• 2 zucchini, cut into ¼ inch slices
  • 1 red onion, cut in half lengthwise and sliced
  • 1 teaspoon minced garlic
  • Good olive oil
  • Kosher salt
  • Freshly ground pepper
  • 2 red bell peppers, halved, cored, and seeded
  • 2 yellow bell peppers, halved, cored, and seeded
  • 1 eggplant, unpeeled, cut into 1/4 -inch slices (1 ½ pounds)
  • ½ cup freshly grated Parmesan cheese

Preheat the oven to 400 degrees.

Cook the zucchini, onions, garlic, and 2 tablespoons olive oil in a large sauté pan over medium heat for 10 minutes until the zucchini is tender. Season with salt and pepper. Brush the red and yellow peppers and eggplant with olive oil, season with salt and pepper, and roast on a baking sheet for 30 to 40 minutes, until soft but not browned.

In a 6-inch round cake pan, place each vegetable in a single, overlapping layer, sprinkling Parmesan cheese and salt and pepper to taste between each of the layers of vegetables. Begin with half of the eggplant, then layer half of the zucchini and onions, then all of the red peppers, then all of the yellow peppers, then the rest of the zucchini and onions, and finally the rest of the eggplant. Cover the top of the vegetables with a 6-inch round of parchment paper or waxed paper. Place a 6-inch flat disk (another cake pan or the bottom of a false-bottom tart pan) on top and weight it with a heavy jar. Place on a plate or baking sheet (it will leak) and chill completely. Drain the liquids, place on a platter, and serve at room temperature.

Hot peppers in Salsa, Corn Pancakes

Trina Smith:

Fresh salsa (if you have a food processor it's so quick and easy; chopping is hard, because the heat somehow doesn't get as whirled and your salsa is mild-mild-mild-mild-SUPERSPICY!-mild-mild....)

Corn Pancakes: Also if you make corn pancakes (with corn kernels and cornmeal) and throw in chopped hot peppers, you can serve them with plain yogurt (the full fat kind tastes best) with lemon juice and cilantro. Very quick and easy, and you can throw whatever other vegetables you want into the pancakes in moderation. I'd recommend going heavy on the kosher salt, but I'm a pretty big salt fan. As you wish.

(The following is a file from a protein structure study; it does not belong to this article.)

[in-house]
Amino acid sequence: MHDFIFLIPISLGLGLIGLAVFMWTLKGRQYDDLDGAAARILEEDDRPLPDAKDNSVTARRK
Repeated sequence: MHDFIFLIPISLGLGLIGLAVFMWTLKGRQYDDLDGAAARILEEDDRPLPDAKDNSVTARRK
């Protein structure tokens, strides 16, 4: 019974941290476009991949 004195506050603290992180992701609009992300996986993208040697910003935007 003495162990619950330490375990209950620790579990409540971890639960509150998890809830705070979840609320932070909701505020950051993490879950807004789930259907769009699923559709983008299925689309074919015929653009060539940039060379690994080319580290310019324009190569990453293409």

Hot Pepper Paste

Jake Beal:

First off, they aren't terribly hot as hot peppers go, so you don't have to be ultra-cautious with them. Pretty much anything you want a little heat in, you can chuck a couple in and they'll be tasty— -chili, root vegetable stew, stir fry, sauted greens, etc.

Another thing you can do is make a hot pepper paste: one of my roommates made this by grinding peppers up with oil, then adding a little milk to thicken it up. You can use it like any spread and it tastes good on all sorts of things (toast, eggs, sandwiches, etc.) It's got a lot of flavor on its own besides just "hot".

5. Upcoming events

Sunday, October15th, 4:00 pm Third Sunday Gathering (the last of the season!)

Third Sunday Gatherings: The third Sunday of every month we host an informal gathering of members, shareholders and supporters. This is a chance to connect with other farm-friendly folks. The gatherings are scheduled to begin at 4:00 PM. Meet near the distribution shelter. Third Sunday Gatherings begin in May and are held through the third Sunday in October. The Third Sunday of November will be a harvest potluck and CFO's Annual Meeting will now be held in January 2007 (date TBD).

6. Contact Information

To reach us:

Community Farms Outreach is a nonprofit organization dedicated to farmland preservation, hunger relief, and education.